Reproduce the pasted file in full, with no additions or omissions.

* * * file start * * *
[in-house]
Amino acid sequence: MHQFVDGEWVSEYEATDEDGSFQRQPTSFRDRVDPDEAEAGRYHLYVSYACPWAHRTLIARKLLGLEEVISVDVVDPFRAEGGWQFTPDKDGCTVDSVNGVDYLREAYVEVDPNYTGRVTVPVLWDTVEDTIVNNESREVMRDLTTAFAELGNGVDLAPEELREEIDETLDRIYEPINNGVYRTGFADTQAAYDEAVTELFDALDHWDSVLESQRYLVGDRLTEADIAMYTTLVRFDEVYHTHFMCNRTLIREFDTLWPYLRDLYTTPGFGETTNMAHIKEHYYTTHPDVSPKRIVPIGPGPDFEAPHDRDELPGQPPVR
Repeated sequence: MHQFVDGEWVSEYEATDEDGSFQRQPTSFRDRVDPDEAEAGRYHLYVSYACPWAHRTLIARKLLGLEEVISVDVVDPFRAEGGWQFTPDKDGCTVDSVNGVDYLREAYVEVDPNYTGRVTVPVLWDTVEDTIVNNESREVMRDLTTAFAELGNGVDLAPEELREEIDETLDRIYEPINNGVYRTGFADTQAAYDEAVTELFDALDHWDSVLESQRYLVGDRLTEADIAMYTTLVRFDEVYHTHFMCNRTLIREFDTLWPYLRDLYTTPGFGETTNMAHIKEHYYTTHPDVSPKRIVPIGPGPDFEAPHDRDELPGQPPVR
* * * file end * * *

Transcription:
[in-house]
Amino acid sequence: MHQFVDGEWVSEYEATDEDGSFQRQPTSFRDRVDPDEAEAGRYHLYVSYACPWAHRTLIARKLLGLEEVISVDVVDPFRAEGGWQFTPDKDGCTVDSVNGVDYLREAYVEVDPNYTGRVTVPVLWDTVEDTIVNNESREVMRDLTTAFAELGNGVDLAPEELREEIDETLDRIYEPINNGVYRTGFADTQAAYDEAVTELFDALDHWDSVLESQRYLVGDRLTEADIAMYTTLVRFDEVYHTHFMCNRTLIREFDTLWPYLRDLYTTPGFGETTNMAHIKEHYYTTHPDVSPKRIVPIGPGPDFEAPHDRDELPGQPPVR
Repeated sequence: MHQFVDGEWVSEYEATDEDGSFQRQPTSFRDRVDPDEAEAGRYHLYVSYACPWAHRTLIARKLLGLEEVISVDVVDPFRAEGGWQFTPDKDGCTVDSVNGVDYLREAYVEVDPNYTGRVTVPVLWDTVEDTIVNNESREVMRDLTTAFAELGNGVDLAPEELREEIDETLDRIYEPINNGVYRTGFADTQAAYDEAVTELFDALDHWDSVLESQRYLVGDRLTEADIAMYTTLVRFDEVYHTHFMCNRTLIREFDTLWPYLRDLYTTPGFGETTNMAHIKEHYYTTHPDVSPKRIVPIGPGPDFEAPHDRDELPGQPPVR